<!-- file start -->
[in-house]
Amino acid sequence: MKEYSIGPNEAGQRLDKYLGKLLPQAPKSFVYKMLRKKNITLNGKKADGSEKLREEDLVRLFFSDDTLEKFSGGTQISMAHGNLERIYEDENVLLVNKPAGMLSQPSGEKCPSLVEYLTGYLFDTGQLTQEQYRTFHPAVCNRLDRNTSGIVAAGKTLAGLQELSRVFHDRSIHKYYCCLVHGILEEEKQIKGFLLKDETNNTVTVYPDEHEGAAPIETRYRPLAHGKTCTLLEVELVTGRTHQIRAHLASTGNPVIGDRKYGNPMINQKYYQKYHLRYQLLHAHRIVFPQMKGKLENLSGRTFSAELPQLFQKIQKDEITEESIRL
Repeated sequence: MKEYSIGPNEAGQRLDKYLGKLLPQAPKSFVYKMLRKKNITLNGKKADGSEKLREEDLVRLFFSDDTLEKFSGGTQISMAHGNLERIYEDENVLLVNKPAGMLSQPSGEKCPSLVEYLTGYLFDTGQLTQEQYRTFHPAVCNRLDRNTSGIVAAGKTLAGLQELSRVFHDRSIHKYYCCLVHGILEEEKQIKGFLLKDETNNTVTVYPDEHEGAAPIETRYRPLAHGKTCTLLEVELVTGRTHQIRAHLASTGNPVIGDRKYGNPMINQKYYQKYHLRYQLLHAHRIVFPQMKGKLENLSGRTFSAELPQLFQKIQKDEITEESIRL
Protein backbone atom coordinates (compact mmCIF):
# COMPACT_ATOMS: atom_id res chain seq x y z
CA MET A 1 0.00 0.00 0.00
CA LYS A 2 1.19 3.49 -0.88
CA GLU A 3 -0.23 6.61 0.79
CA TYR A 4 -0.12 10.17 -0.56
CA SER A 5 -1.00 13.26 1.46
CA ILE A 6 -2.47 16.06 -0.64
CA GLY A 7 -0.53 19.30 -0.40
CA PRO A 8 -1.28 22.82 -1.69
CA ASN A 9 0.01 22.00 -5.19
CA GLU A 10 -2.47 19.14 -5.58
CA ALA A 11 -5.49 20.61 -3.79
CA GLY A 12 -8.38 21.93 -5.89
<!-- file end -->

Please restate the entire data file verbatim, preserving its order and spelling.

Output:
[in-house]
Amino acid sequence: MKEYSIGPNEAGQRLDKYLGKLLPQAPKSFVYKMLRKKNITLNGKKADGSEKLREEDLVRLFFSDDTLEKFSGGTQISMAHGNLERIYEDENVLLVNKPAGMLSQPSGEKCPSLVEYLTGYLFDTGQLTQEQYRTFHPAVCNRLDRNTSGIVAAGKTLAGLQELSRVFHDRSIHKYYCCLVHGILEEEKQIKGFLLKDETNNTVTVYPDEHEGAAPIETRYRPLAHGKTCTLLEVELVTGRTHQIRAHLASTGNPVIGDRKYGNPMINQKYYQKYHLRYQLLHAHRIVFPQMKGKLENLSGRTFSAELPQLFQKIQKDEITEESIRL
Repeated sequence: MKEYSIGPNEAGQRLDKYLGKLLPQAPKSFVYKMLRKKNITLNGKKADGSEKLREEDLVRLFFSDDTLEKFSGGTQISMAHGNLERIYEDENVLLVNKPAGMLSQPSGEKCPSLVEYLTGYLFDTGQLTQEQYRTFHPAVCNRLDRNTSGIVAAGKTLAGLQELSRVFHDRSIHKYYCCLVHGILEEEKQIKGFLLKDETNNTVTVYPDEHEGAAPIETRYRPLAHGKTCTLLEVELVTGRTHQIRAHLASTGNPVIGDRKYGNPMINQKYYQKYHLRYQLLHAHRIVFPQMKGKLENLSGRTFSAELPQLFQKIQKDEITEESIRL
Protein backbone atom coordinates (compact mmCIF):
# COMPACT_ATOMS: atom_id res chain seq x y z
CA MET A 1 0.00 0.00 0.00
CA LYS A 2 1.19 3.49 -0.88
CA GLU A 3 -0.23 6.61 0.79
CA TYR A 4 -0.12 10.17 -0.56
CA SER A 5 -1.00 13.26 1.46
CA ILE A 6 -2.47 16.06 -0.64
CA GLY A 7 -0.53 19.30 -0.40
CA PRO A 8 -1.28 22.82 -1.69
CA ASN A 9 0.01 22.00 -5.19
CA GLU A 10 -2.47 19.14 -5.58
CA ALA A 11 -5.49 20.61 -3.79
CA GLY A 12 -8.38 21.93 -5.89